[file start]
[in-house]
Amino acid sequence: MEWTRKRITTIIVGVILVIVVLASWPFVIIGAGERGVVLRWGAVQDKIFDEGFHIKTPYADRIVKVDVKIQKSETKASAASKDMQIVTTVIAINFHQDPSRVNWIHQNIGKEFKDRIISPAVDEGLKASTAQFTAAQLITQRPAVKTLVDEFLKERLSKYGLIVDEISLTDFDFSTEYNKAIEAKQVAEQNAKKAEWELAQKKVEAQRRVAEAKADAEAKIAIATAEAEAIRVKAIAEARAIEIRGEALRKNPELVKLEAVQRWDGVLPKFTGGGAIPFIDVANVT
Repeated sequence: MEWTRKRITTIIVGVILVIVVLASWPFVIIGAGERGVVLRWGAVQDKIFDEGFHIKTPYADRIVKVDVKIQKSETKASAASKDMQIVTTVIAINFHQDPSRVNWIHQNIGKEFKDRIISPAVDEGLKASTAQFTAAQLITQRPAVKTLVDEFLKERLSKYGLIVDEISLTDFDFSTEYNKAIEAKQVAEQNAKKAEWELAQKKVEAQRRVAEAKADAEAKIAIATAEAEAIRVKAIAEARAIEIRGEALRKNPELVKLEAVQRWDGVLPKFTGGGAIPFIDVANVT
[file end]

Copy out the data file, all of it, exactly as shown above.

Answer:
[in-house]
Amino acid sequence: MEWTRKRITTIIVGVILVIVVLASWPFVIIGAGERGVVLRWGAVQDKIFDEGFHIKTPYADRIVKVDVKIQKSETKASAASKDMQIVTTVIAINFHQDPSRVNWIHQNIGKEFKDRIISPAVDEGLKASTAQFTAAQLITQRPAVKTLVDEFLKERLSKYGLIVDEISLTDFDFSTEYNKAIEAKQVAEQNAKKAEWELAQKKVEAQRRVAEAKADAEAKIAIATAEAEAIRVKAIAEARAIEIRGEALRKNPELVKLEAVQRWDGVLPKFTGGGAIPFIDVANVT
Repeated sequence: MEWTRKRITTIIVGVILVIVVLASWPFVIIGAGERGVVLRWGAVQDKIFDEGFHIKTPYADRIVKVDVKIQKSETKASAASKDMQIVTTVIAINFHQDPSRVNWIHQNIGKEFKDRIISPAVDEGLKASTAQFTAAQLITQRPAVKTLVDEFLKERLSKYGLIVDEISLTDFDFSTEYNKAIEAKQVAEQNAKKAEWELAQKKVEAQRRVAEAKADAEAKIAIATAEAEAIRVKAIAEARAIEIRGEALRKNPELVKLEAVQRWDGVLPKFTGGGAIPFIDVANVT